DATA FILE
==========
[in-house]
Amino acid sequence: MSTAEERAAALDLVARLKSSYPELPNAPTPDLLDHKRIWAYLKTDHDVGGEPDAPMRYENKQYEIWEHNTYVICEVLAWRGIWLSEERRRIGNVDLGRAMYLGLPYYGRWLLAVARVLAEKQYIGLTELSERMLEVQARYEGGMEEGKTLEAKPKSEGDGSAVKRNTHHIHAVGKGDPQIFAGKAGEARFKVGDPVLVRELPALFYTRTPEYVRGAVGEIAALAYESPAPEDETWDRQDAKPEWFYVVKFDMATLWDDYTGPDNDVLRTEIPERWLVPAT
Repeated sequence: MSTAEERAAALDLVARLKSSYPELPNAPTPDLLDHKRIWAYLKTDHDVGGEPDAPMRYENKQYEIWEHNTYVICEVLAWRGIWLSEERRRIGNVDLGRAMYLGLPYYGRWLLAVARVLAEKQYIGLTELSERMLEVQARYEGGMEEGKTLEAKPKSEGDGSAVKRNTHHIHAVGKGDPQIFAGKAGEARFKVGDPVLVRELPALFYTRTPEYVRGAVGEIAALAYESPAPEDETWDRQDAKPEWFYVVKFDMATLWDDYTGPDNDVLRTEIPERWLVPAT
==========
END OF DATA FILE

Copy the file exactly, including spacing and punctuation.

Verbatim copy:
[in-house]
Amino acid sequence: MSTAEERAAALDLVARLKSSYPELPNAPTPDLLDHKRIWAYLKTDHDVGGEPDAPMRYENKQYEIWEHNTYVICEVLAWRGIWLSEERRRIGNVDLGRAMYLGLPYYGRWLLAVARVLAEKQYIGLTELSERMLEVQARYEGGMEEGKTLEAKPKSEGDGSAVKRNTHHIHAVGKGDPQIFAGKAGEARFKVGDPVLVRELPALFYTRTPEYVRGAVGEIAALAYESPAPEDETWDRQDAKPEWFYVVKFDMATLWDDYTGPDNDVLRTEIPERWLVPAT
Repeated sequence: MSTAEERAAALDLVARLKSSYPELPNAPTPDLLDHKRIWAYLKTDHDVGGEPDAPMRYENKQYEIWEHNTYVICEVLAWRGIWLSEERRRIGNVDLGRAMYLGLPYYGRWLLAVARVLAEKQYIGLTELSERMLEVQARYEGGMEEGKTLEAKPKSEGDGSAVKRNTHHIHAVGKGDPQIFAGKAGEARFKVGDPVLVRELPALFYTRTPEYVRGAVGEIAALAYESPAPEDETWDRQDAKPEWFYVVKFDMATLWDDYTGPDNDVLRTEIPERWLVPAT